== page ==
The paracrine effect of FPPARβ/δ on epidermal proliferation is likely mediated by changes in the secretion of mitogenic or antimitogenic factors by the fibroblasts. To understand the mechanism underlying the enhanced epidermal proliferation in OTC with FPPARβ/δ, an unbiased protein array was performed. Inflammatory cytokine and growth factor arrays were used to compare conditioned media from OTCs reconstructed using WT keratinocytes with either FCTRL or FPPARβ/δ. A total of 76 distinct proteins were screened, and the results showed that the protein expression of several mitogenic factors and cytokines were increased in OTC with FPPARβ/δ (Table I). Notably, most of the proteins whose expression was increased have a known mitogenic action on keratinocytes. The expression of TGF-β1, which exerts an antiproliferative effect on keratinocytes, and the abundant IL-1α, constitutively produced by keratinocytes, remained unchanged. The expression of two proangiogenic factors, namely VEGF and placental growth factor (PIGF), were reduced in OTC with FPPARβ/δ when compared with FCTRL.
To verify that a reduced PPARβ/δ expression leads to a transcriptional up-regulation of mitogenic factor expression, we performed qPCR on selected mitogenic genes from OTC FCTRL and FPPARβ/δ in the absence or presence of the PPARβ/δ agonist GW501516. Consistent with the protein array results, FCTRL exposed to GW501516 for 12 h showed a decrease in the expression of these genes (Fig. 2 A). Importantly, FPPARβ/δ expressed higher basal levels of these mitogenic factors and, as expected, ligand treatment had no effect. Altogether, fibroblasts deficient in PPARβ/δ have an increased expression of mitogenic factors (Fig. 2 A).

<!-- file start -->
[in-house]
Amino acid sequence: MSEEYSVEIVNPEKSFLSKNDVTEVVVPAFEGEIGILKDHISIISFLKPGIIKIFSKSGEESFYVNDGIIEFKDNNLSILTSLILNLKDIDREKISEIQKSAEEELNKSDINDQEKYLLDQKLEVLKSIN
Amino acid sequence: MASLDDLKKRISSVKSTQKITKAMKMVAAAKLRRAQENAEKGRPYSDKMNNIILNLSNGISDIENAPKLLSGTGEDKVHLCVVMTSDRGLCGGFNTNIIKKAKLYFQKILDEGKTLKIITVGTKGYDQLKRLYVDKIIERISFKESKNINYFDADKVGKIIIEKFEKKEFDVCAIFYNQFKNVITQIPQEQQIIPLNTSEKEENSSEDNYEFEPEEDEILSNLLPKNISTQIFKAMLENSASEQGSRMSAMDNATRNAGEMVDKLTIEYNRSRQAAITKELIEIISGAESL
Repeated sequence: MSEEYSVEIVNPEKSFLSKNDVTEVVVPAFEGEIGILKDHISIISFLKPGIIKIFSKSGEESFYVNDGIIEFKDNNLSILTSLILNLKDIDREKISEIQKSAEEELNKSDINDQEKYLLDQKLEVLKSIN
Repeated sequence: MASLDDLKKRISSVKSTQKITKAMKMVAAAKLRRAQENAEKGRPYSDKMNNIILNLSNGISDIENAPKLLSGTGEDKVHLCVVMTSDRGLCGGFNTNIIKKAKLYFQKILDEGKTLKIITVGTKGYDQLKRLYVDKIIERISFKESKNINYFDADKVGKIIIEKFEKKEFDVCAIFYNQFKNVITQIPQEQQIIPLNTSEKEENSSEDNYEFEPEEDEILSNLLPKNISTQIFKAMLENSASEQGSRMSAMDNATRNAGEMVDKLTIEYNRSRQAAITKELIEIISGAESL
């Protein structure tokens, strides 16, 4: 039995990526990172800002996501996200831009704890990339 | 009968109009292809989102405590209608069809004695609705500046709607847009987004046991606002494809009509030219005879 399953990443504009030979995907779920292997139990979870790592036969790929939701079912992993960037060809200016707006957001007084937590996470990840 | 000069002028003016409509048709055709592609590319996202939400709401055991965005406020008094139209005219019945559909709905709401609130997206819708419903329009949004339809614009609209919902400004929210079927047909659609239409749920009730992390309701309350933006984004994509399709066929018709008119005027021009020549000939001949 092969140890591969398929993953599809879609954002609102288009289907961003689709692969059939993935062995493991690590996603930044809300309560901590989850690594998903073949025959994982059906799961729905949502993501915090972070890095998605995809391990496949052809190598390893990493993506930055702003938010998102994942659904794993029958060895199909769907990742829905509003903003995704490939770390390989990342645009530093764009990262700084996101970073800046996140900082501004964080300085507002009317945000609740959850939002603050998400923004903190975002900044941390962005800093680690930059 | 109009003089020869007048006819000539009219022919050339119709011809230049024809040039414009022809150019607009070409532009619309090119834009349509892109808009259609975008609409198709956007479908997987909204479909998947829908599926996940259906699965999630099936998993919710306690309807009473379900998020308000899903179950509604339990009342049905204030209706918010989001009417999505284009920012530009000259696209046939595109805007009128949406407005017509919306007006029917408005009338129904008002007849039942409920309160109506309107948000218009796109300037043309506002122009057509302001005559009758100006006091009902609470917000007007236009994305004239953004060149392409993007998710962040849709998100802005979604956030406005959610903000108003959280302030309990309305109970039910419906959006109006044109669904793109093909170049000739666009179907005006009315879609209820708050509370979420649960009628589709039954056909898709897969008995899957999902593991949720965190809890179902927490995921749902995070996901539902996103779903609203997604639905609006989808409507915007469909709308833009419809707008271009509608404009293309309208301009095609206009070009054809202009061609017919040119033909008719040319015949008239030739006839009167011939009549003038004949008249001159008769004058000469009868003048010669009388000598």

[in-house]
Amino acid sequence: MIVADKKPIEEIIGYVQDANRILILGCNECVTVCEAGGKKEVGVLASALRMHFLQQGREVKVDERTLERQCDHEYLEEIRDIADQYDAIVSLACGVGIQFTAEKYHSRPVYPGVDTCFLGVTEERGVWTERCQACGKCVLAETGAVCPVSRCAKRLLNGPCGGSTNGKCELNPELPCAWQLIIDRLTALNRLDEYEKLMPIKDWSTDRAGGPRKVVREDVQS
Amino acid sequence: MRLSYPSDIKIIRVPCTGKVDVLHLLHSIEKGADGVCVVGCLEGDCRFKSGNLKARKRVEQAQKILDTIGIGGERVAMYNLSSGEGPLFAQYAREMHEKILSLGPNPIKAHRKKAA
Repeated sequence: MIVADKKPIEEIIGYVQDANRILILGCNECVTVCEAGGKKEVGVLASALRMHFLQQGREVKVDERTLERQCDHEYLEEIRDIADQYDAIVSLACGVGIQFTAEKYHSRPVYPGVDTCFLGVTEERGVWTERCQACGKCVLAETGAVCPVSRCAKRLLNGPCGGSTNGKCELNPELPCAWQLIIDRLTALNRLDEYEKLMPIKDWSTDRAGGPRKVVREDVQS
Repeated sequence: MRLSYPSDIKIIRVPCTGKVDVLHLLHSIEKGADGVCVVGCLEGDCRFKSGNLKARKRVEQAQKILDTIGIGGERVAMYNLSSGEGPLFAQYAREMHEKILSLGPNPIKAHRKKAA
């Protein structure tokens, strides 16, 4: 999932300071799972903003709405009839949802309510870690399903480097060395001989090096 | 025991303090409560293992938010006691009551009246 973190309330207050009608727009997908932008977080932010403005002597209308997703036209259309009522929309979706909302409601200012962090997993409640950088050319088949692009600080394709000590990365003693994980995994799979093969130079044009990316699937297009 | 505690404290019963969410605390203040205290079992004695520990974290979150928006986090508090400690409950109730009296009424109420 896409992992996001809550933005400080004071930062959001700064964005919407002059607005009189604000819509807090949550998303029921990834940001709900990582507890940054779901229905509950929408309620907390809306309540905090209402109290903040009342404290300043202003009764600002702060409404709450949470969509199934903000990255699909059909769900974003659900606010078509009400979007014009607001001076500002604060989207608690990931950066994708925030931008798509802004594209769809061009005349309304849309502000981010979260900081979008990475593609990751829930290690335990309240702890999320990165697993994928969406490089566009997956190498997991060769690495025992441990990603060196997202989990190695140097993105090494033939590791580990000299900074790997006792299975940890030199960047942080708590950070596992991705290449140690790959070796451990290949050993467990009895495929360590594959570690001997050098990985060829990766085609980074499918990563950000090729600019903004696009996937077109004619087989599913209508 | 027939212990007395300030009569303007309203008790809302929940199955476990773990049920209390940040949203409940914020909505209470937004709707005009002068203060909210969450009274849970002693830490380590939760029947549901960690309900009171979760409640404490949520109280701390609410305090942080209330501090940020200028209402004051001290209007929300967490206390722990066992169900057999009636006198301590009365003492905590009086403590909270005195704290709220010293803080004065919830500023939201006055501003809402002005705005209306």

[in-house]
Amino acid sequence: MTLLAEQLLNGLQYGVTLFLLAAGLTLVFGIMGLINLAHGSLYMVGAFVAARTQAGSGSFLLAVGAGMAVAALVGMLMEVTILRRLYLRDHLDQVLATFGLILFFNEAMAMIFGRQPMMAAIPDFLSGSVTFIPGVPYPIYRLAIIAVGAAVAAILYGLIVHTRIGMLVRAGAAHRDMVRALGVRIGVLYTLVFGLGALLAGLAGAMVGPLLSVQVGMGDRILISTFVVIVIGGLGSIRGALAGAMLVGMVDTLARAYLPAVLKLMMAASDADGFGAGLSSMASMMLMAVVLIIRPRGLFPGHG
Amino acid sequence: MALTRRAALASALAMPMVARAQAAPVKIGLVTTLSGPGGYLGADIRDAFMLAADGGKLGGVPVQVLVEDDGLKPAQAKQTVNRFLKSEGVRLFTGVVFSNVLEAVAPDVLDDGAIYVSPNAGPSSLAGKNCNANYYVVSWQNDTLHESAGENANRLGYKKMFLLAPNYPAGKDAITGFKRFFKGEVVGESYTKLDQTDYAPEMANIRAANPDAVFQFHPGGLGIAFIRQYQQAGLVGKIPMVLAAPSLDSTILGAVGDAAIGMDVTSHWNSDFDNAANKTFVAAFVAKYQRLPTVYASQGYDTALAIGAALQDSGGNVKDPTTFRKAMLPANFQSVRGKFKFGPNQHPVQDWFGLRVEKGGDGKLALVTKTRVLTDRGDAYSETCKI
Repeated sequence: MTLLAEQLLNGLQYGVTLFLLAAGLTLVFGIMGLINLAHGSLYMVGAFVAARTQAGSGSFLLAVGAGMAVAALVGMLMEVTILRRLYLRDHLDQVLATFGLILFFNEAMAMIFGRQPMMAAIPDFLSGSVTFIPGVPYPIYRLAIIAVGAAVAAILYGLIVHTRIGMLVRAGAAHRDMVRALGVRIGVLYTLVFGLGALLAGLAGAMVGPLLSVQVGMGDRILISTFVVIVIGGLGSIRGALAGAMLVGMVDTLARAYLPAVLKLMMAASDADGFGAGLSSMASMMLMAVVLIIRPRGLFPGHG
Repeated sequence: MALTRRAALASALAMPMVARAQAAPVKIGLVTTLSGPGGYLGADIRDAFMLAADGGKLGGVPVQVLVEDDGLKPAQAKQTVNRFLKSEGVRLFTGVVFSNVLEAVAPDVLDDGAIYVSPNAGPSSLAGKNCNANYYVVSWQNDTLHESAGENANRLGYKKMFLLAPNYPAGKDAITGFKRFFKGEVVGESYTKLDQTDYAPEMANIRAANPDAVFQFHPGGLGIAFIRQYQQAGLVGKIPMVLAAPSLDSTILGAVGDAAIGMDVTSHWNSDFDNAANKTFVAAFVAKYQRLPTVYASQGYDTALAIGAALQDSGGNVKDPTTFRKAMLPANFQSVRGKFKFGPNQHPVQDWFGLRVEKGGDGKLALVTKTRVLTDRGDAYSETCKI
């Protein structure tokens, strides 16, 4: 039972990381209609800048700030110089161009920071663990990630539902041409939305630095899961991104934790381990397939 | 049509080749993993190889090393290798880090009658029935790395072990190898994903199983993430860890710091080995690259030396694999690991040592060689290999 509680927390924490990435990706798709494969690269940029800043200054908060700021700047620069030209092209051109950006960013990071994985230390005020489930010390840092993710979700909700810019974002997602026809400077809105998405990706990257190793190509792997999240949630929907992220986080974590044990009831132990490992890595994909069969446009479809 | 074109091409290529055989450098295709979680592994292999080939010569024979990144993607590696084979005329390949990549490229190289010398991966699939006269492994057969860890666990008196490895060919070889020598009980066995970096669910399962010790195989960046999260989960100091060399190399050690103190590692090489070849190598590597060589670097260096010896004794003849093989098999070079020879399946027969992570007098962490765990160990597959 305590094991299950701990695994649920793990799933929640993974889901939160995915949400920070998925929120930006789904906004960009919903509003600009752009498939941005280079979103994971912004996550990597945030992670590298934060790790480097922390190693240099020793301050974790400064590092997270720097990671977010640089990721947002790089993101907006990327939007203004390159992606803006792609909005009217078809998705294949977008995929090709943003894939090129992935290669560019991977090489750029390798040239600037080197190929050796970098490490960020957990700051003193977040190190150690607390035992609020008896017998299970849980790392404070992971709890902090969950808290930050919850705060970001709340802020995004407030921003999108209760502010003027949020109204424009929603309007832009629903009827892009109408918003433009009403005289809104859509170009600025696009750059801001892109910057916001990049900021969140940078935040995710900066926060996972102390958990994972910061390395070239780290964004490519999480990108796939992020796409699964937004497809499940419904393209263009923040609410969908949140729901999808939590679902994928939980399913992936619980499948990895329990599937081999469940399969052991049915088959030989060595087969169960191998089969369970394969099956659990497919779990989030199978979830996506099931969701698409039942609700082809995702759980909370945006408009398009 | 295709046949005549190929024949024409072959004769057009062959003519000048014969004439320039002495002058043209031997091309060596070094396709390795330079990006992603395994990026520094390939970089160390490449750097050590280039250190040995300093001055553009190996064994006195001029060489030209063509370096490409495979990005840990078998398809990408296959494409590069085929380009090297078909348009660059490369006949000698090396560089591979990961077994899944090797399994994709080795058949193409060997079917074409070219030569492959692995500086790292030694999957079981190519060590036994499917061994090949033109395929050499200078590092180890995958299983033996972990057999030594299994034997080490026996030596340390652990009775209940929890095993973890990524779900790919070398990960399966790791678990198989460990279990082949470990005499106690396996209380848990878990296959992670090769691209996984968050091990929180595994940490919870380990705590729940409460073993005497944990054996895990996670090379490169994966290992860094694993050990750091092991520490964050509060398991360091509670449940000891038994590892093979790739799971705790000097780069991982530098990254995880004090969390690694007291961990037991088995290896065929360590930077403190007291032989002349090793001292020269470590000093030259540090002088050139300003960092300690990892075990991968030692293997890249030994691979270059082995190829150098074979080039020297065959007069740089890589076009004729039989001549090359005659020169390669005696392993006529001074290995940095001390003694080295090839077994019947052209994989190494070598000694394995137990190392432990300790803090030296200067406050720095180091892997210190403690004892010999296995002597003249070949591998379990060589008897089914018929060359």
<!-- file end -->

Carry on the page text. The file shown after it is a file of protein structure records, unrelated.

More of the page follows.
Increased expression of mitogenic factors by F
PPARβ/δ results from attenuated IL-1β/TAK1/AP-1 activation
Next, we sought to identify the signaling cascade that culminates in the up-regulation of the mitogenic growth factors in FPPARβ/δ. The expression of most of these genes is known to be regulated by the transcription factor activation protein-1 (AP-1; Szabowski et al., 2000; Florin et al., 2004). Although direct regulation of eotaxin-2 by AP-1 has not been reported, the expression of this gene is stimulated by IL-1 (Watanabe et al., 2002; Heiman et al., 2005). The increased expression of I-309 is likely the consequence of increased IL-8 level (Wiener et al., 2008). We first addressed the hypothesis that AP-1 belongs to the pathway through which PPARβ/δ regulates the expression of mitogenic factors in FPPARβ/δ. We examined the levels of phosphorylated (activated) c-Jun in FPPARβ/δ and FCTRL fibroblasts extracted from KCTRL/FPPARβ/δ and KCTRL/FCTRL OTCs, respectively. Immunoblot analysis showed that FPPARβ/δ isolated from the KCTRL/FPPARβ/δ OTCs had enhanced phosphorylated c-Jun, which is consistent with an increased activity of the AP-1 complex (Fig. 2 B) and increased production of growth factors.